The thick green lines dominating the map show the huge wave of immigration from Britain to America, Canada and Australia; Australia became particularly attractive to prospective settlers after gold was found there. The number of British emigrants to America, however, was dwarfed by the number of Germans; in the period 1840-80, they made up the largest percentage of American immigrants. The pink line representing them comes out of the major port cities Hamburg and Bremen. Hamburg was the home of the Hamburg-America line, the largest transatlantic shipping company of its time. Migration was motivated by economic prospects and after the 1848 revolutions in some German states, there was also a wave of political refugees fleeing to North America. Brazil gained independence from Portugal in 1822, but immigration there from Portugal actually increased after it stopped being a colony, mainly peasants from rural areas. There was also a substantial minority of immigrants from Germany, to the point that Prussia banned immigration to Brazil in 1859 after reports of ill treatment on coffee plantations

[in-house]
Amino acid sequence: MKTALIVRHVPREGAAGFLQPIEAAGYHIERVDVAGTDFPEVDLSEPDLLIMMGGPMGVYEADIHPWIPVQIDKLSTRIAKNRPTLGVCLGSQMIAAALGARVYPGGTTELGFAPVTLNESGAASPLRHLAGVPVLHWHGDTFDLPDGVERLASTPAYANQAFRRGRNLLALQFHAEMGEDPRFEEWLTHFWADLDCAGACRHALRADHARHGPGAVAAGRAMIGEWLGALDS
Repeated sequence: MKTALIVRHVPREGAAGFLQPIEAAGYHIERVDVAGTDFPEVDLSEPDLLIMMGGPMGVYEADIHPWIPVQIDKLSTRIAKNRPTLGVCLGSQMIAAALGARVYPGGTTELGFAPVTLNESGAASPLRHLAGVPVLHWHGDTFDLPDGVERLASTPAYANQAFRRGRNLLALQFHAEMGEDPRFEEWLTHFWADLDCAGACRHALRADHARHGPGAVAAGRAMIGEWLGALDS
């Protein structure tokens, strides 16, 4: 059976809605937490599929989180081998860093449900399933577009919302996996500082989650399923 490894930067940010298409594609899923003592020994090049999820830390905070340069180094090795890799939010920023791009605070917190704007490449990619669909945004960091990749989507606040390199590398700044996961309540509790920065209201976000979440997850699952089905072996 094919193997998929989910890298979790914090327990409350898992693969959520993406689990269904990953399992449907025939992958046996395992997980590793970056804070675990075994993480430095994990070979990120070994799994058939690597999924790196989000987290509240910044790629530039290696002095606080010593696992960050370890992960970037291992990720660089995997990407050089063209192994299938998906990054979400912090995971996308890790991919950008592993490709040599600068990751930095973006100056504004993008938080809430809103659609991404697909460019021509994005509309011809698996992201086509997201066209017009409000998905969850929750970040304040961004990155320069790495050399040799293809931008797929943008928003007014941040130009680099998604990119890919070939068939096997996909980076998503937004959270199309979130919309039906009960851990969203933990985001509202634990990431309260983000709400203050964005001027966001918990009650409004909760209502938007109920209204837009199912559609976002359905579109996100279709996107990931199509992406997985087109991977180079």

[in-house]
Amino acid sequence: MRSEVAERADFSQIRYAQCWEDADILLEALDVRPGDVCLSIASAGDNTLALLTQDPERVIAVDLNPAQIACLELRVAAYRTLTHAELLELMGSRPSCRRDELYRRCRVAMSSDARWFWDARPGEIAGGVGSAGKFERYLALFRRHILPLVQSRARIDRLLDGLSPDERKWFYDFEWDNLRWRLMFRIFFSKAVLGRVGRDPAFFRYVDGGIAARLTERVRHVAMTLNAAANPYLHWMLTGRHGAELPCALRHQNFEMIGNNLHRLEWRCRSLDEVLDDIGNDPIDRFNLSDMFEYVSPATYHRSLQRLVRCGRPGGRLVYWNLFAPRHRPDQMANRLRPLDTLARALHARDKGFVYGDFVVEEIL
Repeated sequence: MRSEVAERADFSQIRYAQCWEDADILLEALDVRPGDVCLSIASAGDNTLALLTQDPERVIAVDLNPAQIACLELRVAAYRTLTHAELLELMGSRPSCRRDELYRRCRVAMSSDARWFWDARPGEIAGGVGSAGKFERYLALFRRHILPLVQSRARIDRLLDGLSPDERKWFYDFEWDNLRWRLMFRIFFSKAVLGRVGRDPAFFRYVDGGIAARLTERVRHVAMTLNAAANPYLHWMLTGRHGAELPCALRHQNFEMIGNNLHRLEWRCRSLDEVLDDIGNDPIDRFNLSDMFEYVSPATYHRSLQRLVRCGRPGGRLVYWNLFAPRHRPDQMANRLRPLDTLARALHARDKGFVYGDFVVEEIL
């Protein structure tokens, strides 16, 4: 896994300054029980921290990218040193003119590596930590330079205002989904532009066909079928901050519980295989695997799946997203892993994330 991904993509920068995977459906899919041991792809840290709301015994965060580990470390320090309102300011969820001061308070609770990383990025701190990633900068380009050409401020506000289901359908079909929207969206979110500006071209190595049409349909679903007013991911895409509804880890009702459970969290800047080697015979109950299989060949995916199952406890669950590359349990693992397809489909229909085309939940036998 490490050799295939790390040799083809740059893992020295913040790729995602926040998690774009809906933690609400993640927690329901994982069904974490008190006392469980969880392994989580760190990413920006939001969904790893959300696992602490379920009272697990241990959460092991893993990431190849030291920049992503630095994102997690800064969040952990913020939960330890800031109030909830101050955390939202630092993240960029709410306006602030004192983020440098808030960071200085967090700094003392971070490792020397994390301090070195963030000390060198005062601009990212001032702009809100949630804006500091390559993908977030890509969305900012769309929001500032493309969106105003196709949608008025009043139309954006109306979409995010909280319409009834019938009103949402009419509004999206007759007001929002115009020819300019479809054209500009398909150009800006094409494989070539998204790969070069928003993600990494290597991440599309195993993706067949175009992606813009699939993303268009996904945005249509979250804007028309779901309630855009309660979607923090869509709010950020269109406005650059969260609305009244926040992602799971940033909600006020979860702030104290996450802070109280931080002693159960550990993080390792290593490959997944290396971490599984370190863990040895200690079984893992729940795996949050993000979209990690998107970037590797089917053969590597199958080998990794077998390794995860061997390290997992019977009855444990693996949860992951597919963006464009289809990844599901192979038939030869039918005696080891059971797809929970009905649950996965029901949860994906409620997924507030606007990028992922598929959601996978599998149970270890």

China became an important source of labour in the mid-eighteenth century. The southern areas of the country suffered from political and economic instability, thanks to the weakness of the ruling Qing dynasty and the ongoing Opium Wars with the British. Chinese immigration to Cuba began in 1847 after the abolition of slavery; the Spanish replaced African slaves with Chinese indentured labour. Similarly, Chinese workers were often shipped under contract by agents to California during the Gold Rush, where they faced harsh working conditions and routine violence. The Chinese population in Australia, also spurred by the Gold Rush, grew large enough for the government to initiate anti-Chinese legislation.

    List of maps:

    1. Carte figurative et approximative des tonnages de marchandises (flottage compris) qui ont circulé sur les voites navigables de France pendant l'année 1850 [Flow of merchandise in France on waterways during the year 1850], 825 x 950 mm. Pasted printed slip. Signed.

    2. Carte figurative et approximative qui ont circulé sur les chemins de fer et les voies navigables (en flottables) de France en 1850 [Flow of merchandise in France on railways and waterways in the year 1850], 670 x 940 mm. Signed.

    3. Carte figurative et approximative des tonnages de marchandises (flottage compris) qui ont circulé en 1850 et 1853 sur les voies navigables de France [Flow of merchandise in France on waterways in 1850 and 1853], 840 x 945 mm. Signed.

    4. Carte figurative et approximative des tonnages de marchandises qui ont circulé sur les chemins de fer et les voies d'eau en France en 1853. [Flow of merchandise in France on railways and waterways in the year 1853], 1855, 665 x 940 mm. Signed.